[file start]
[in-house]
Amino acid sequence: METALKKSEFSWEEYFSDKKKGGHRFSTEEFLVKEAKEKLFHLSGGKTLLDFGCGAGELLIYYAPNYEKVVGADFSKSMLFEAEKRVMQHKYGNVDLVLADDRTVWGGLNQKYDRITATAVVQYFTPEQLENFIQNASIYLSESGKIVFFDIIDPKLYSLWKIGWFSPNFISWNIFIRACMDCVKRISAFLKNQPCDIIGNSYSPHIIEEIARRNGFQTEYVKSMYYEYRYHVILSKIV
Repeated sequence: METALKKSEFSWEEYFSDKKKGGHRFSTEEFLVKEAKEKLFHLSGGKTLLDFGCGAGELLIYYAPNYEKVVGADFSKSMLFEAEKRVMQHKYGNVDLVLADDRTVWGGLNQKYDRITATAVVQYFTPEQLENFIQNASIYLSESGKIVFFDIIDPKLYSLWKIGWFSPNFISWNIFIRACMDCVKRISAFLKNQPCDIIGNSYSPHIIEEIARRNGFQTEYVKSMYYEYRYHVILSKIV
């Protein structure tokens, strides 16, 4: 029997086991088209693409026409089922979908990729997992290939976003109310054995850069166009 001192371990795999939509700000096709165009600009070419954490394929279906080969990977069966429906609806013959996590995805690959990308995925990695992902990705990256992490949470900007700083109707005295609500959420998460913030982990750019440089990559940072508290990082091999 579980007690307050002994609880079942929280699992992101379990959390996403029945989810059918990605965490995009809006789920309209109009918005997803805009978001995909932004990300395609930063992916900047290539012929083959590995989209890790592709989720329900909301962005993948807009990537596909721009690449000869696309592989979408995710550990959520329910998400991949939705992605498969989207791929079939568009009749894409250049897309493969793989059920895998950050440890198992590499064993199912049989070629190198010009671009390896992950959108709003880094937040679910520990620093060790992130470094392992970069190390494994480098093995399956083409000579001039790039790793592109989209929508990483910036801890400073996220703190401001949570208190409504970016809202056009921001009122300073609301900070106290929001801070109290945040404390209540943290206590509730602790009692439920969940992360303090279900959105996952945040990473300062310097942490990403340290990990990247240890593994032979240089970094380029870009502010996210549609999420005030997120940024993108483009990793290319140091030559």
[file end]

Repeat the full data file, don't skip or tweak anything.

[in-house]
Amino acid sequence: METALKKSEFSWEEYFSDKKKGGHRFSTEEFLVKEAKEKLFHLSGGKTLLDFGCGAGELLIYYAPNYEKVVGADFSKSMLFEAEKRVMQHKYGNVDLVLADDRTVWGGLNQKYDRITATAVVQYFTPEQLENFIQNASIYLSESGKIVFFDIIDPKLYSLWKIGWFSPNFISWNIFIRACMDCVKRISAFLKNQPCDIIGNSYSPHIIEEIARRNGFQTEYVKSMYYEYRYHVILSKIV
Repeated sequence: METALKKSEFSWEEYFSDKKKGGHRFSTEEFLVKEAKEKLFHLSGGKTLLDFGCGAGELLIYYAPNYEKVVGADFSKSMLFEAEKRVMQHKYGNVDLVLADDRTVWGGLNQKYDRITATAVVQYFTPEQLENFIQNASIYLSESGKIVFFDIIDPKLYSLWKIGWFSPNFISWNIFIRACMDCVKRISAFLKNQPCDIIGNSYSPHIIEEIARRNGFQTEYVKSMYYEYRYHVILSKIV
């Protein structure tokens, strides 16, 4: 029997086991088209693409026409089922979908990729997992290939976003109310054995850069166009 001192371990795999939509700000096709165009600009070419954490394929279906080969990977069966429906609806013959996590995805690959990308995925990695992902990705990256992490949470900007700083109707005295609500959420998460913030982990750019440089990559940072508290990082091999 579980007690307050002994609880079942929280699992992101379990959390996403029945989810059918990605965490995009809006789920309209109009918005997803805009978001995909932004990300395609930063992916900047290539012929083959590995989209890790592709989720329900909301962005993948807009990537596909721009690449000869696309592989979408995710550990959520329910998400991949939705992605498969989207791929079939568009009749894409250049897309493969793989059920895998950050440890198992590499064993199912049989070629190198010009671009390896992950959108709003880094937040679910520990620093060790992130470094392992970069190390494994480098093995399956083409000579001039790039790793592109989209929508990483910036801890400073996220703190401001949570208190409504970016809202056009921001009122300073609301900070106290929001801070109290945040404390209540943290206590509730602790009692439920969940992360303090279900959105996952945040990473300062310097942490990403340290990990990247240890593994032979240089970094380029870009502010996210549609999420005030997120940024993108483009990793290319140091030559």